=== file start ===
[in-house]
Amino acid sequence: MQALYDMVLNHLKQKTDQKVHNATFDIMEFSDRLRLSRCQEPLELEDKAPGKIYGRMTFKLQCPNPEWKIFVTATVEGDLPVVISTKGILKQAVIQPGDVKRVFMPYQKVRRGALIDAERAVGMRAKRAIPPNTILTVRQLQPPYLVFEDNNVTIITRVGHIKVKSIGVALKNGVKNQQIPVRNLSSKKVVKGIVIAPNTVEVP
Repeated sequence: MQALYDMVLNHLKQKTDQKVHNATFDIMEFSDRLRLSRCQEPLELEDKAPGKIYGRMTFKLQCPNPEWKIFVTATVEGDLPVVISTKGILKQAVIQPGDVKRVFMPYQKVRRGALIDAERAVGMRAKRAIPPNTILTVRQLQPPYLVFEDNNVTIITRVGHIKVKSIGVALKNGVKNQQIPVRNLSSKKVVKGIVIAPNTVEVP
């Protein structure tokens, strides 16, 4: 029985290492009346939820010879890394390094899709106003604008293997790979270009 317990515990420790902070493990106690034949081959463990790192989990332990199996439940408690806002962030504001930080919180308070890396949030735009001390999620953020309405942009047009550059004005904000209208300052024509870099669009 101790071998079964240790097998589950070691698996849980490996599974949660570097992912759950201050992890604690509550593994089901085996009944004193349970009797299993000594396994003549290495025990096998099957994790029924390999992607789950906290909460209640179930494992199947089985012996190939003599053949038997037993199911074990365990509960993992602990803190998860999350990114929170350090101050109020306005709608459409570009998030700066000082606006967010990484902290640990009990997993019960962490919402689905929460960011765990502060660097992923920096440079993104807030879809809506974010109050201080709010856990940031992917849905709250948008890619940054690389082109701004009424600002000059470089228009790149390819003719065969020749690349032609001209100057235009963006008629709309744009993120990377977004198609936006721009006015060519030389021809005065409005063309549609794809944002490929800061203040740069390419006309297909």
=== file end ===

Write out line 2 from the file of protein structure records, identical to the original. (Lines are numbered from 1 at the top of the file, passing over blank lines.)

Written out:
Amino acid sequence: MQALYDMVLNHLKQKTDQKVHNATFDIMEFSDRLRLSRCQEPLELEDKAPGKIYGRMTFKLQCPNPEWKIFVTATVEGDLPVVISTKGILKQAVIQPGDVKRVFMPYQKVRRGALIDAERAVGMRAKRAIPPNTILTVRQLQPPYLVFEDNNVTIITRVGHIKVKSIGVALKNGVKNQQIPVRNLSSKKVVKGIVIAPNTVEVP